Visions of Grinnell
The Build a Better Grinnell Project Needs Your Input
Grinnell’s wide streets, beautiful parks, good schools, thriving businesses, and inviting restaurants have earned it the unofficial title, “Coolest Town in the Midwest” — which is no surprise at all to the people who live here.
But like other communities, Grinnell has faced unprecedented challenges in recent years, including the COVID-19 pandemic, economic upheaval, and a derecho windstorm that damaged homes and businesses and knocked down hundreds of trees.
It’s time for a fresh look at the community’s needs, strengths, and vision. What do we need, what are our strengths, and where are we going? To find out, a new community project is asking the experts — Grinnell citizens.
Build a Better Grinnell
With input from as many area residents as possible, the Build a Better Grinnell 2030 (BABG) project will produce a comprehensive assessment of needs and strengths, as determined by the people themselves. Research Director Monty Roper says the project will initially cast a broad net to gather information on the range of needs, strengths, and aspirations in the community.
A steering committee leads the project, with representatives from almost two dozen community organizations and groups. This diverse, nonpartisan committee represents a cross-section of the community, Roper says.
A $197,000 grant from the USDA Rural Placemaking Initiative Rural Placemaking Challenge is funding the project, with $10,000 each in matching funds from the Greater Poweshiek Community Foundation, Grinnell Mutual Reinsurance, and the city of Grinnell. The College contributed another $10,000. The money pays for marketing and publicity, website creation, a logo, direct mail, and salaries for research assistants and community researchers.
Given the nature of the project, the community researchers play a particularly important role, Roper says. “Because it is a community-based project and we really want to understand what members of the community are thinking and feeling and experiencing — you can’t get that by just talking to the institutional heads,” he explains.
Make Your Voice Heard
According to Project Coordinator Bel Kugel ’20, the most important thing to know about the project is that it belongs to the entire community, rather than to any one group or organization. People are coming together to collaborate and to listen to each other through a process that encourages input from all.
An online survey is the first step to learn what people like about Grinnell and what they think needs to improve. Everyone — even people who live in surrounding communities but use services in Grinnell or commute to a job here — is invited to take the survey and share their thoughts. It will remain open until February 15.
With the survey results in hand, researchers will organize and analyze what they’ve heard. Anything mentioned by more than 10% of survey respondents, or issues mentioned by underrepresented groups, will then be carried over to the second phase of research, in which the entire community will be asked to decide which issues should be prioritized.
Following the prioritization phase, Roper says, phase three of the research will dive into the top issues, looking at solutions attempted in other communities as well as conducting more detailed community research to really understand the needs and available assets, including in-depth interviews, focus groups, and more. BABG will publicize and share the results with the public and community organizations. The final stage of the project is an implementation phase. BABG will help to organize working groups around the prioritized issues to make decisions, develop action plans, and move ahead with the strategies.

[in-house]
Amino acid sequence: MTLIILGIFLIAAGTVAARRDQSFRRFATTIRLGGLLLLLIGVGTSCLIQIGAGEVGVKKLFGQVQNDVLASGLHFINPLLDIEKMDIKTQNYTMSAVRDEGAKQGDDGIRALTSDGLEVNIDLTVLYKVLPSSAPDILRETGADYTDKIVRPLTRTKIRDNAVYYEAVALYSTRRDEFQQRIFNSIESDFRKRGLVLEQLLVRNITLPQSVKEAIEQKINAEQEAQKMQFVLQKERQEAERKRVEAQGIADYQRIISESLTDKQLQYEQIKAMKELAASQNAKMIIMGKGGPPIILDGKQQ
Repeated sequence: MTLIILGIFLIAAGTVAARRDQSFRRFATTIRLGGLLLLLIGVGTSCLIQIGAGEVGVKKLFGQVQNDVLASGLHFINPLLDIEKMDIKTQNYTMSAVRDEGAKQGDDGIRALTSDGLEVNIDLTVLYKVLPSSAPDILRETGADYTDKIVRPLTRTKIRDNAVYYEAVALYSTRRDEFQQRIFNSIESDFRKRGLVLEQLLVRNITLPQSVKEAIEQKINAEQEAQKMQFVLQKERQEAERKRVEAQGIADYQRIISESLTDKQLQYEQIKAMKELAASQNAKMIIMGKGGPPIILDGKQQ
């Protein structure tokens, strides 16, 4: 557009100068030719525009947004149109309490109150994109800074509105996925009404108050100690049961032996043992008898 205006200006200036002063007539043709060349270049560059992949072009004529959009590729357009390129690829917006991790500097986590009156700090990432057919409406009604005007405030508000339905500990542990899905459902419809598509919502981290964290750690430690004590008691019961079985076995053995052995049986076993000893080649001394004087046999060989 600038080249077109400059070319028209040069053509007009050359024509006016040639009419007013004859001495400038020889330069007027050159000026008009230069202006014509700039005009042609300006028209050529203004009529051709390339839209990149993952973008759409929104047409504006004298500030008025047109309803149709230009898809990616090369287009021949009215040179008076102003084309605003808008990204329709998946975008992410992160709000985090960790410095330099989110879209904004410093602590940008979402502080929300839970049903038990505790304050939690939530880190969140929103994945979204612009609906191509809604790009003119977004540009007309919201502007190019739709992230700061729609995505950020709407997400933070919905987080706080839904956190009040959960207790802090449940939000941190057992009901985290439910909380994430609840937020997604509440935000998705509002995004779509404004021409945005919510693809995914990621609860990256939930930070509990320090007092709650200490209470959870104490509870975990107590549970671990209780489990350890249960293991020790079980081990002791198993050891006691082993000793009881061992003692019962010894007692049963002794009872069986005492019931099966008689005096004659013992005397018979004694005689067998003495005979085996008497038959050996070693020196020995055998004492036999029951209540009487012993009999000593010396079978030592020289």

Putting the Pieces Together
For Kugel, a recent Grinnell College graduate, this project offers her the chance to do the work she loves. As the project coordinator, she works hard to tend all the stakeholders equally and to make sure that everyone is seen and heard.
The job is never boring, Kugel says. “In a lot of ways, I'm the glue that is holding the project together,” she says. Whether her day involves creating and distributing posters, sending emails, leading focus groups, or just filling in wherever she’s needed, Kugel says she’s happy to do it. “I love being at the intersection of all the information — being able to grab a piece of information from over here and then provide it to the people who need it — that’s such a fulfilling aspect for me.”
Roper says Kugel is a key player in the project. “She helps to tie lots of the pieces together.”
Kugel works with Roper on various research aspects of the project — a perfect fit, as she graduated from Grinnell College in 2020 with a degree in anthropology, and Roper is an associate professor of anthropology at the College.
To be a part of Build a Better Grinnell, visit the project website and take the survey [Ed. site no longer available], which remains open through February 15. You can take it as a group or individually. Think you could recruit some friends to take the survey? Use the contact information on the website to reach out to Roper or Kugel.
But most of all, don’t miss this opportunity to help build a better Grinnell!
Editor’s Note: The BABG Steering Committee includes representatives of the Ahrens Park Foundation, the Grinnell Area Arts Council, the city of Grinnell, Saints Rest Coffee House, the Grinnell-Newburg School District, Mid-Iowa Community Action (MICA), the Ahrens Foundation, the Greater Poweshiek Community Foundation, the Drake Community Library, the Chamber of Commerce, Prairie Lakes Church, Grinnell Public Housing, Unity Point GRMC, Second Mile, Poweshiek County Emergency Management, the Claude W. and Dolly Ahrens Foundation, several independent citizens of Grinnell, and Grinnell College.